First Look Sunday: NXEars Sonata, Basso, Opera
Today we’re giving Headfonia readers an early look and some first impressions of three new soon-to-be-released universal IEMs from brand-new manufacturer NXEars.
The $199 ‘Sonata’, $499 ‘Basso’ and $799 ‘Opera’ are making their public debut at this weekend’s Canjam NYC, where convention-goers will be able to check them in the flesh and be among the first to hear these new additions to the ever-expanding audiophile IEM market.
NXEars got in touch with us at Headfonia to offer us the chance to spend some brief time with pre-production models of the ‘Sonata’, ‘Basso’, and ‘Opera’ before they had to make their way back State-side for Canjam (so today truly is a ‘first look’!). While the retail packaging and final cable + accessory suite hadn’t quite been finalized for the three models, NXEars explained that these review models are indicative of their final tuning and build. Let’s take a look and see what you can expect from these products when they hit the market.
NXEars is a new boutique audio company started by industry veteran and former Knowles employee Casey Ng, who was also the designer and engineer behind Nuforce’s range of ‘NE-’ IEMs. Using 100% Knowles balanced armature drivers, small-scale 3D-printing technology and some interesting acoustic design and cross-over technology, Ng has crafted three very different IEM models to launch his fledgling direct-to-customer brand, which he believes will disrupt the market with the promise of both high-performance and value for prospective customers.
All of NXEar’s IEMs are produced using 3D printing from their small production facility, opting to use this manufacturing technique over injection-moulded ABS/Polycarbonate plastics or machined metals due to the material’s inherent tendency to avoid unwanted resonance. Taking on average 2 hours to complete for each set of IEMs, NXEars use a biocompatible resin that is similar to the material used in high-end custom hearing aids, which is hypo-allergenic and designed to prevent irritation when worn for long periods of all time.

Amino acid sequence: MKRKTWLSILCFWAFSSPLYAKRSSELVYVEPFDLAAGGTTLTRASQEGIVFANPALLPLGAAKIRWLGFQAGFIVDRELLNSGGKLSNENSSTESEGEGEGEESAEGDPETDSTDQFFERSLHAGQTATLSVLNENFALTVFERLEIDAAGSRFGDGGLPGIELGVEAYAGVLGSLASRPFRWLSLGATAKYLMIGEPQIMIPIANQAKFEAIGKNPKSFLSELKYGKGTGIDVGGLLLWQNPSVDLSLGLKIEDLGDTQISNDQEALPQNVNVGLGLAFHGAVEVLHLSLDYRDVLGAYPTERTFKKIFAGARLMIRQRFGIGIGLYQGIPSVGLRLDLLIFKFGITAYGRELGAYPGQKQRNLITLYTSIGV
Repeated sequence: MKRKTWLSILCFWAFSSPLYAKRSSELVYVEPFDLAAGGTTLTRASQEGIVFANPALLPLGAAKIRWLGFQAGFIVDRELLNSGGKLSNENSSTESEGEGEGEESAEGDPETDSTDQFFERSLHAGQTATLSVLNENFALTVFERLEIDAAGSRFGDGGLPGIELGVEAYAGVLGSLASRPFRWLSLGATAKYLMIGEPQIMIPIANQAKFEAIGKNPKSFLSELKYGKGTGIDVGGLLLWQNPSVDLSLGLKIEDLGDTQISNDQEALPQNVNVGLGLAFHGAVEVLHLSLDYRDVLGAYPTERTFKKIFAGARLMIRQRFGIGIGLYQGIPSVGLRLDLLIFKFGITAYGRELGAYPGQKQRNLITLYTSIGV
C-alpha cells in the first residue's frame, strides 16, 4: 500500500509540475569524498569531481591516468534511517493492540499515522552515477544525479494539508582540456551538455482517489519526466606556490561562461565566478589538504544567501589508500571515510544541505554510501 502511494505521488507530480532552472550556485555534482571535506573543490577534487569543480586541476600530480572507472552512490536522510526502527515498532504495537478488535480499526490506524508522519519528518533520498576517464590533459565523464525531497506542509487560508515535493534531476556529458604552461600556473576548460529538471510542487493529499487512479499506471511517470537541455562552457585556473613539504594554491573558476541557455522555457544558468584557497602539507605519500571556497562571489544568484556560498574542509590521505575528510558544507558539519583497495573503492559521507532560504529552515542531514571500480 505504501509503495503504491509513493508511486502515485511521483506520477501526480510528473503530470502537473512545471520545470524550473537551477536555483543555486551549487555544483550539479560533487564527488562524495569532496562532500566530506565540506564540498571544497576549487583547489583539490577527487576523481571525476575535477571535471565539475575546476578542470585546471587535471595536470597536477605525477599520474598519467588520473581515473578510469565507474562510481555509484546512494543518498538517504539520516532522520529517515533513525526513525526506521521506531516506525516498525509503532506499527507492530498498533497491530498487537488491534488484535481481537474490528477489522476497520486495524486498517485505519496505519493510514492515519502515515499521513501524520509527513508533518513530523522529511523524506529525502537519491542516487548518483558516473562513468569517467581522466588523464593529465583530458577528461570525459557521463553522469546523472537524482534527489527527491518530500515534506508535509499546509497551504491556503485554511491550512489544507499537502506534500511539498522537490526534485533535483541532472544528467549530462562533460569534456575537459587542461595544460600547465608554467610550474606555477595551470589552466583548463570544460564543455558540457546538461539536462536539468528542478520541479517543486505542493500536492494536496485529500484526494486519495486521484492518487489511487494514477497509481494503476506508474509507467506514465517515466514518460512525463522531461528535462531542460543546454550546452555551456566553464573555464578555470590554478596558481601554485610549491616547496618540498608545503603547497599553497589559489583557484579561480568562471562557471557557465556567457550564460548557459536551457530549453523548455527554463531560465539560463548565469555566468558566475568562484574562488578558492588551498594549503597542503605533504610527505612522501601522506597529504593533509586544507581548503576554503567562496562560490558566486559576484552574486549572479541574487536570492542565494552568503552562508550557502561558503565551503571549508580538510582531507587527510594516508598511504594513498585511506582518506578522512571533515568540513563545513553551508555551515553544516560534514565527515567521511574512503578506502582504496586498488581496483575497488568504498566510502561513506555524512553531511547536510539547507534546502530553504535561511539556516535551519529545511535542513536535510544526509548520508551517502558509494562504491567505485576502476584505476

Every NXEars product features their proprietary “Aperiodic Ground Loading” (patent pending) acoustic design technology, which has been created to reduce the pressure imbalance caused by the airtight seal that IEMs can create, which can lead to discomfort and listening fatigue. NXEars claim that their ‘AGL’ technology also helps create a more enveloping soundstage more akin to over-ear headphones than IEMs.
The NXEars range
The $199 Sonata uses a single full-range balanced armature driver to take care of the entire frequency range in a crossover-less design. Available in three colours, Black, Midnight Green, and Red, the Sonata is finished with a carbon fibre faceplate.
Like the rest of the NXEars range, the Sonata features a detachable MMCX cable. The review unit shipped with a fairly nice 8-core braided cable and 90-degree 3.5mm termination (shared with the Basso review unit), but I understand that the final retail Sonata and Basso will ship with a 4-core silver-plated cable to temper the higher frequencies somewhat.
Sitting in the middle of the NXEars range, the $499 Basso uses four balanced armature drivers, including two of Knowles’ largest models to help create an impactful low-end as its name would imply. The Basso stands-out cosmetically from thanks to its copper face-plate and the translucent shell design gives you a peek into its complex inner workings.
The 8-balanced armature driver Opera is NXEars’ flagship launch product and is intended to be their ‘statement piece’, reflecting the ultimate expression of their technology, design and aesthetic philosophy. Arriving at a not-inconsiderable $799, the Opera will be naturally be squaring off against some established and (extremely capable) ‘heavy hitters’ at this end of the market. NXEars explain that substantial R&D has gone into the development of the Opera to achieve flagship-like levels of performance. According to NXEars, the 3-way, 8-driver crossover network has been created using proprietary measurements and computer modellings to achieve a “phase-coherent” effect that results in lower distortion and a consistent electrical impedance. The net result? NXEars believe that Opera can “…reveal every details in a recordings, projects a fabulous soundstage with a “see-through” transparency.”
The Opera ships with 8-strand mono-crystal 6N copper 3.5mm MMCX cable, and each pair is hand-finished with an impressive iridescent finish that looks genuinely great in the flesh.
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